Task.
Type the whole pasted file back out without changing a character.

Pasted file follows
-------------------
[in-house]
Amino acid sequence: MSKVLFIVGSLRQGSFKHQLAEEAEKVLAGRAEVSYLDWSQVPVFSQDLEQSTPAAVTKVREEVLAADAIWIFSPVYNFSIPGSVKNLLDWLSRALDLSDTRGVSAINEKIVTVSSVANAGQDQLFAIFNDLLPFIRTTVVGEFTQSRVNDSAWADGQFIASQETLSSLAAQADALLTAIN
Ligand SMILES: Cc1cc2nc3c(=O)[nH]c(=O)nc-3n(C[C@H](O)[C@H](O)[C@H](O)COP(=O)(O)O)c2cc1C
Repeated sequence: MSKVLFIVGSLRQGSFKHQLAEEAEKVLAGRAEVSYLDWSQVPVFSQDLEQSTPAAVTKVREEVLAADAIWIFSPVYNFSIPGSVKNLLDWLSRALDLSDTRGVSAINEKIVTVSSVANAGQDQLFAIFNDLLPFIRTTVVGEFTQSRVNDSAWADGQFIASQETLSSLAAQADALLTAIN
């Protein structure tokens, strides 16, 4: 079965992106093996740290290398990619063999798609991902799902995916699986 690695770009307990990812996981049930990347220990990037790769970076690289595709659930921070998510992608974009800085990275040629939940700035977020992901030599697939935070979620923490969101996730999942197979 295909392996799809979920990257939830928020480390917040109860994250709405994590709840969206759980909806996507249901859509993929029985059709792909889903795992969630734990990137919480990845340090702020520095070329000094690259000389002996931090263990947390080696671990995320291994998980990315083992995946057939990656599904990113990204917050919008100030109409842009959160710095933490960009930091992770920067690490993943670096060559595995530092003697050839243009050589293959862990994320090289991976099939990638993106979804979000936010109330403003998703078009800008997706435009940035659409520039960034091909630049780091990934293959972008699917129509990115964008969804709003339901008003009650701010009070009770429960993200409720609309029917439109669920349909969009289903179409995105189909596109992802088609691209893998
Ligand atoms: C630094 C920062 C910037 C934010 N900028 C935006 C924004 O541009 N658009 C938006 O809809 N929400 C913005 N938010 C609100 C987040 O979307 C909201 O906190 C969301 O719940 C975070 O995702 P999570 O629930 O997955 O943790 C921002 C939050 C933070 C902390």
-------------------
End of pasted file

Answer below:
[in-house]
Amino acid sequence: MSKVLFIVGSLRQGSFKHQLAEEAEKVLAGRAEVSYLDWSQVPVFSQDLEQSTPAAVTKVREEVLAADAIWIFSPVYNFSIPGSVKNLLDWLSRALDLSDTRGVSAINEKIVTVSSVANAGQDQLFAIFNDLLPFIRTTVVGEFTQSRVNDSAWADGQFIASQETLSSLAAQADALLTAIN
Ligand SMILES: Cc1cc2nc3c(=O)[nH]c(=O)nc-3n(C[C@H](O)[C@H](O)[C@H](O)COP(=O)(O)O)c2cc1C
Repeated sequence: MSKVLFIVGSLRQGSFKHQLAEEAEKVLAGRAEVSYLDWSQVPVFSQDLEQSTPAAVTKVREEVLAADAIWIFSPVYNFSIPGSVKNLLDWLSRALDLSDTRGVSAINEKIVTVSSVANAGQDQLFAIFNDLLPFIRTTVVGEFTQSRVNDSAWADGQFIASQETLSSLAAQADALLTAIN
């Protein structure tokens, strides 16, 4: 079965992106093996740290290398990619063999798609991902799902995916699986 690695770009307990990812996981049930990347220990990037790769970076690289595709659930921070998510992608974009800085990275040629939940700035977020992901030599697939935070979620923490969101996730999942197979 295909392996799809979920990257939830928020480390917040109860994250709405994590709840969206759980909806996507249901859509993929029985059709792909889903795992969630734990990137919480990845340090702020520095070329000094690259000389002996931090263990947390080696671990995320291994998980990315083992995946057939990656599904990113990204917050919008100030109409842009959160710095933490960009930091992770920067690490993943670096060559595995530092003697050839243009050589293959862990994320090289991976099939990638993106979804979000936010109330403003998703078009800008997706435009940035659409520039960034091909630049780091990934293959972008699917129509990115964008969804709003339901008003009650701010009070009770429960993200409720609309029917439109669920349909969009289903179409995105189909596109992802088609691209893998
Ligand atoms: C630094 C920062 C910037 C934010 N900028 C935006 C924004 O541009 N658009 C938006 O809809 N929400 C913005 N938010 C609100 C987040 O979307 C909201 O906190 C969301 O719940 C975070 O995702 P999570 O629930 O997955 O943790 C921002 C939050 C933070 C902390």